And you’re obviously still wanting assurance from the people that you have indeed triumphed in your personal daydreams. Tun Mahathir you have not triumphed.
Mahathir, while you see Putrajaya, Twin Towers, the North South Highway, KLIA, Petronas Twin Towers as massive business opportunities given to the Malaysian businessmen and it is your legacies to our nation – we see waste, costs overruns, massive debts and mismanagement of our resources and wealth to benefit your family, your cronies and Barisan Nasional.
While you see 22 years of political stability, we see the misuse and abuse of every imaginable public and government apparatus for the benefit of your political agenda to keep you in power for that 22 years.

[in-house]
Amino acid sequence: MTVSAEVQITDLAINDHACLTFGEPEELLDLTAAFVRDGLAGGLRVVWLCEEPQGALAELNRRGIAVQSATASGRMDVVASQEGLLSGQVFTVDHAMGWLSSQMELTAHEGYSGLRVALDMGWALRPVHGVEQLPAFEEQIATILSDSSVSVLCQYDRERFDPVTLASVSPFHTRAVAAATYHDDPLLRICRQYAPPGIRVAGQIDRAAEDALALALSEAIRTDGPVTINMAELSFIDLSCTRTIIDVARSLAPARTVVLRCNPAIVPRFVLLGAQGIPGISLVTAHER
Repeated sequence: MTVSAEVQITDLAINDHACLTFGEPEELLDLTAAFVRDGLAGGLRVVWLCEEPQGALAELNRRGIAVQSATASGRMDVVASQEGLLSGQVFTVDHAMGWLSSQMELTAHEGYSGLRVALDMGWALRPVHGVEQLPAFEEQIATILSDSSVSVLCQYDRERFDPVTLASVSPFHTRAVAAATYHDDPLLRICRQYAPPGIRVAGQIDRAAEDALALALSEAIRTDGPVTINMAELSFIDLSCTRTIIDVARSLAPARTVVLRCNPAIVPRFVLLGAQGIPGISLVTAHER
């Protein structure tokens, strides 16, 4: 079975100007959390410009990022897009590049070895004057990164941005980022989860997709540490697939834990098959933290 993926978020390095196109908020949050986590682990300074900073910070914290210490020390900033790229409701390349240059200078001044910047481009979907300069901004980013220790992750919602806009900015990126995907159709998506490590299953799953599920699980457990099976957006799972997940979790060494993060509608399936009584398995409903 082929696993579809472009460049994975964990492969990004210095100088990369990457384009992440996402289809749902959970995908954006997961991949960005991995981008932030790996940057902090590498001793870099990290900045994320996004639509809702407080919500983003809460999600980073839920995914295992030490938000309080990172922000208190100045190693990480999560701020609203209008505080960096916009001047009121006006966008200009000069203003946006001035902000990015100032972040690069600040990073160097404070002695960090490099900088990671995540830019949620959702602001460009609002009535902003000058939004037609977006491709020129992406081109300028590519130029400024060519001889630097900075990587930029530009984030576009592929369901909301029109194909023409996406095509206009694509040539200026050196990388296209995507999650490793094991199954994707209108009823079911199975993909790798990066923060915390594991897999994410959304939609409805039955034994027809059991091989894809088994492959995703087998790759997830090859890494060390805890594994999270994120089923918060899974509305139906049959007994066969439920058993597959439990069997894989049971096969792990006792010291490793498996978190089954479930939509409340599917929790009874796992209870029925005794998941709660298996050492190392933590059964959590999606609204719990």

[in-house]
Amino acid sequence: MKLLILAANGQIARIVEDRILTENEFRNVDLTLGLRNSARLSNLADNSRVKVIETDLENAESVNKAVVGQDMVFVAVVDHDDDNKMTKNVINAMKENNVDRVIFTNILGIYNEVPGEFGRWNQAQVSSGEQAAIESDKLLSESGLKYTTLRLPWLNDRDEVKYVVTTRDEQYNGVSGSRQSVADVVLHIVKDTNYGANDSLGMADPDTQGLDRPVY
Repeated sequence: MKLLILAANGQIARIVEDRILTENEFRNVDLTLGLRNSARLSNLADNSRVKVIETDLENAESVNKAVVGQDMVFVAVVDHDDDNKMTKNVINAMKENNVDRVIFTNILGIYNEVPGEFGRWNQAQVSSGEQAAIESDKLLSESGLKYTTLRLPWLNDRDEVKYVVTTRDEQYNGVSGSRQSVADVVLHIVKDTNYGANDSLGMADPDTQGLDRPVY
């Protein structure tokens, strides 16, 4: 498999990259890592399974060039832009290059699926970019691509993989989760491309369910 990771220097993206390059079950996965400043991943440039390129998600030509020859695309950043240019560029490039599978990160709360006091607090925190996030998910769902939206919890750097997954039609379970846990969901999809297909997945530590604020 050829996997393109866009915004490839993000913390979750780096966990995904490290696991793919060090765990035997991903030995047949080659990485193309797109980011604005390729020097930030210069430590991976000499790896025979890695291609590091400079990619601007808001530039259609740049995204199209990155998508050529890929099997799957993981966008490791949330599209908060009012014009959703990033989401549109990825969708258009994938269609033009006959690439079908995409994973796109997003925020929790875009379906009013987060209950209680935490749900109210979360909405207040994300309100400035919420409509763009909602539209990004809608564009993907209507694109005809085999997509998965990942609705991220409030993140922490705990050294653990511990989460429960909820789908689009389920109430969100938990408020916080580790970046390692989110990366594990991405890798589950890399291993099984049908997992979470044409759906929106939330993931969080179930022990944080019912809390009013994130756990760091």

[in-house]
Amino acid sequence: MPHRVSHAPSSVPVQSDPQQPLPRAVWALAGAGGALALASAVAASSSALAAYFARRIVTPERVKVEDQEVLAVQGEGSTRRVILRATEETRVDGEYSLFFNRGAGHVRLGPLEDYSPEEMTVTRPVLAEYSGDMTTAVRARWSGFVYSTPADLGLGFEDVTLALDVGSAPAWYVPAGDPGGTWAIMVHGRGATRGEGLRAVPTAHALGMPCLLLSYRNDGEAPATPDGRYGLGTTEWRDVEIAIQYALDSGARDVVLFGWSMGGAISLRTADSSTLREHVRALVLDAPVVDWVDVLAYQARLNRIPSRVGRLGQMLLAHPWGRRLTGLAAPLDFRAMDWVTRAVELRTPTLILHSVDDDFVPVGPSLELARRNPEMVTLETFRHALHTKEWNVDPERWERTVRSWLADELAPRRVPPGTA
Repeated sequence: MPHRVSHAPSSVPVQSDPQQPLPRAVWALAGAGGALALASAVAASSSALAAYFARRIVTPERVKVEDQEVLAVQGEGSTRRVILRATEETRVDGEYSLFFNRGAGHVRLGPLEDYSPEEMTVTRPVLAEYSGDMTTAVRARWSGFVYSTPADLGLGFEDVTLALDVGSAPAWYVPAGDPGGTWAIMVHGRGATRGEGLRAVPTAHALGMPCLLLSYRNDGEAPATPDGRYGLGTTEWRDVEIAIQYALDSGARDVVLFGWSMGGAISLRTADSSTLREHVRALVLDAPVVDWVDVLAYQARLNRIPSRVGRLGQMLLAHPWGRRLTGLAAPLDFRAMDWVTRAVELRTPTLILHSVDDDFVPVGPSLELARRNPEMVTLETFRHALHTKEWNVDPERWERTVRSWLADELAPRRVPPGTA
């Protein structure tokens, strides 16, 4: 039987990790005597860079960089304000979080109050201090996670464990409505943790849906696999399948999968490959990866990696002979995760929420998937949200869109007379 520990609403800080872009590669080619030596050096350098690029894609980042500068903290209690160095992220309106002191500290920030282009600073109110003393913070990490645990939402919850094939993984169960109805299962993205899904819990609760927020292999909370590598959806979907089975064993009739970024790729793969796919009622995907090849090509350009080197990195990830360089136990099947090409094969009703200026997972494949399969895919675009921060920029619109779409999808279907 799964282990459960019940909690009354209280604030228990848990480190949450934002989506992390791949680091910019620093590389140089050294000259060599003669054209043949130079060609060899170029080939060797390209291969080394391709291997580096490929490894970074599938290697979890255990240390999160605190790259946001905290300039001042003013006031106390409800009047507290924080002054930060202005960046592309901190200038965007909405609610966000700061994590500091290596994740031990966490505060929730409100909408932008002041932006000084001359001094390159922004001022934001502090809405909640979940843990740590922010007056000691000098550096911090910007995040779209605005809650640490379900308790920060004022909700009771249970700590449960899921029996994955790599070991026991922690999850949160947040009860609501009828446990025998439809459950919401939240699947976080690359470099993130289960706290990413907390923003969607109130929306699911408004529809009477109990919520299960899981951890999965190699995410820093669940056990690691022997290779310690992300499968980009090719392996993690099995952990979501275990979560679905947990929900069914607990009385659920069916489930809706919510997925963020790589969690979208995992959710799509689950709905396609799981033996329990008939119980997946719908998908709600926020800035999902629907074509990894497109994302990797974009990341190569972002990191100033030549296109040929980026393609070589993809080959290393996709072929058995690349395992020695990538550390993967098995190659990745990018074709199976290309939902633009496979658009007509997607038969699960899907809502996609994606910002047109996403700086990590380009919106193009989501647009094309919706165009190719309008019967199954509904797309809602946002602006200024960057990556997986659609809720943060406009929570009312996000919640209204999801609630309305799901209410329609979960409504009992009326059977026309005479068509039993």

And we all, together with Umno, now have to live with the consequences of that selfish 22 years that kept you in power.
It will take a long time before our society deals with these failures. Because your government failed, we the people have had to take the initiative of making these changes ourselves.
You used race and religion to divide and rule our people.
CT Ali is a reformist who believes in Pakatan Rakyat’s ideologies. He is a FMT columnist.